-more from Paul Holmgren at Flyers.com…
from David Littman at the Hockey News,
Most people who don’t know hockey very well assume the worst part of playing goalie is the physical aspect. Not so. I would rather have a small rubber disc shot at my head than have a 250-pound defenseman crushing me into the boards. The toughest part of the job is, in fact, the mental aspect. A forward can have a bad game and his teammates can bail him out, but if a goalie has a bad game, there is almost no doubt your team will lose. You have to concentrate every second of the game. If you let up for a moment the puck is sure to find its way to the back of the net.
Before each game, most goalies have a routine they follow to keep focused (OK, most goalies are superstitious, too). As Ken Dryden says in his book The Game, you can always tell which goalie is starting. The starter won’t talk to anyone and the backup won’t shut up. In fact, my entire game day routine was mostly the same for 10 years in the pros.
If you are interested in The Game, the great hockey book by Ken Dryden, you can purchase it at Amazon.
Tom Benjamin at Canucks Corner responds to a reader question on the impact of the latest exchange rates on league revenue, the salary cap and revenue sharing.
First, I don’t think the Canadian dollar will necessarily stay where it is. The value of the dollar is tied to oil prices and I expect energy prices to rise, not fall. Second, even if the Canadian dollar continues to fall, the impact next year will not be enough to actually drop NHL revenues. If all other things remain more or less equal - the league “enjoys” a small increase in real revenues - the salary cap would still go up a little bit. Third, any adverse impact of the changing Canadian dollar will fall mostly on the Canadian teams. It will mostly help the revenue challenged teams in the United States if the salary cap level stabilizes.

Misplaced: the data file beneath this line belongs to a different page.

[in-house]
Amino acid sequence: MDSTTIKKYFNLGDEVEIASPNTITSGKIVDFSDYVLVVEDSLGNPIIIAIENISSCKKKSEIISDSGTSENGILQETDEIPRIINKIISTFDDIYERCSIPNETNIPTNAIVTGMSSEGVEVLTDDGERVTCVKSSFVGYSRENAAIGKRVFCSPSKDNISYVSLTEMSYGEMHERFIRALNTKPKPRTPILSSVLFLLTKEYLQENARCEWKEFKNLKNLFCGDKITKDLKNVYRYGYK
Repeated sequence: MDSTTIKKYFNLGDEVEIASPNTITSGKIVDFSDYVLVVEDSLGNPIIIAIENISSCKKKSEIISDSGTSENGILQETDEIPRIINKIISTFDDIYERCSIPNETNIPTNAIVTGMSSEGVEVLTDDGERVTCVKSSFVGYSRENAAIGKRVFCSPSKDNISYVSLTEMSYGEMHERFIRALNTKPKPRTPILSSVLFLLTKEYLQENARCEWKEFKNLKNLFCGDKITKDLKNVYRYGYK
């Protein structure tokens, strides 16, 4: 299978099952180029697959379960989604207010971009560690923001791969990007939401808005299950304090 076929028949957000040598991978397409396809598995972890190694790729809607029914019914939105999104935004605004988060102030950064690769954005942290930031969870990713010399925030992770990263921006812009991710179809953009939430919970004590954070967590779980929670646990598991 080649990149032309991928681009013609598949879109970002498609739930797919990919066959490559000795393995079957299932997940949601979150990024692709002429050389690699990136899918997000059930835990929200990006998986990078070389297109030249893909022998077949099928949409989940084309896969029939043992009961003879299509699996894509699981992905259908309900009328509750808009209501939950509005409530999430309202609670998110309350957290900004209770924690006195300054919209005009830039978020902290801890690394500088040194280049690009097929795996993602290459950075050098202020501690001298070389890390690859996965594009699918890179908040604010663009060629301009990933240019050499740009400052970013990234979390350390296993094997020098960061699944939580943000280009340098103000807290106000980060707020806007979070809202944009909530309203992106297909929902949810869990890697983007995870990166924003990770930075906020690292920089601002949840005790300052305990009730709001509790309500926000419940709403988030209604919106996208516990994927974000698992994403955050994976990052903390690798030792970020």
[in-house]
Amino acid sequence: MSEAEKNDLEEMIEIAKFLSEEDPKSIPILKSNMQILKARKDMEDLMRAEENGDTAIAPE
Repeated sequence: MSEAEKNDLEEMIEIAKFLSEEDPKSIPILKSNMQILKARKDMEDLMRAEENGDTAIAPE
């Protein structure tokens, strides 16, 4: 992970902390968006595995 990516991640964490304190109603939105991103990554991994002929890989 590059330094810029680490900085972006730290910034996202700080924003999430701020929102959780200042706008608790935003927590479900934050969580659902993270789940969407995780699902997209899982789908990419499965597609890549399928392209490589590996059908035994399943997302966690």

Read on for more, including how the American economy may continue to negatively affect the NHL this coming season.
From Paul Kukla at NHL.com:
I am tired of the summer lists: Best teams since July 1. Teams that still need help. Coaches on the hot seat.
I’ve had enough of the gossip: So and so was spotted at the coffee shop and was wearing an opposing team’s hat. This player is dating this celeb, or was spotted holding hands with a movie star/model/singer in Hawaii. I heard from a trusted source he is going to sign with…
from Mike Toth at Sportsnet,
NHL camps, on the other hand, don’t get going until next month but there’s nothing that says we can’t offer up a few pre pre-season puck predictions….
5. Forget about the fact that Detroit has captured four Cups in the last 11 years. The real reason to fear the Red Wings is their penchant for making everybody else in the league look stupid. Motown is famous for taking late round draft picks such as Pavel Datsyuk and Henrik Zetterberg and turning them into stars. Their latest project? Jonathan Ericsson, a swift skating Swedish defenseman who the Wings grabbed with the very last pick of the 2002 draft. Ericsson is now being groomed to make his Detroit debut and it’s these kind of savvy moves that will allow the Wings to keep the Cup when the play-offs roll around.
read on for 9 more NHL bits…
About Kukla's Korner Hockey
Paul Kukla founded Kukla’s Korner in 2005 and the site has since become the must-read site on the ‘net for all the latest happenings around the NHL.
From breaking news to in-depth stories around the league, KK Hockey is updated with fresh stories all day long and will bring you the latest news as quickly as possible.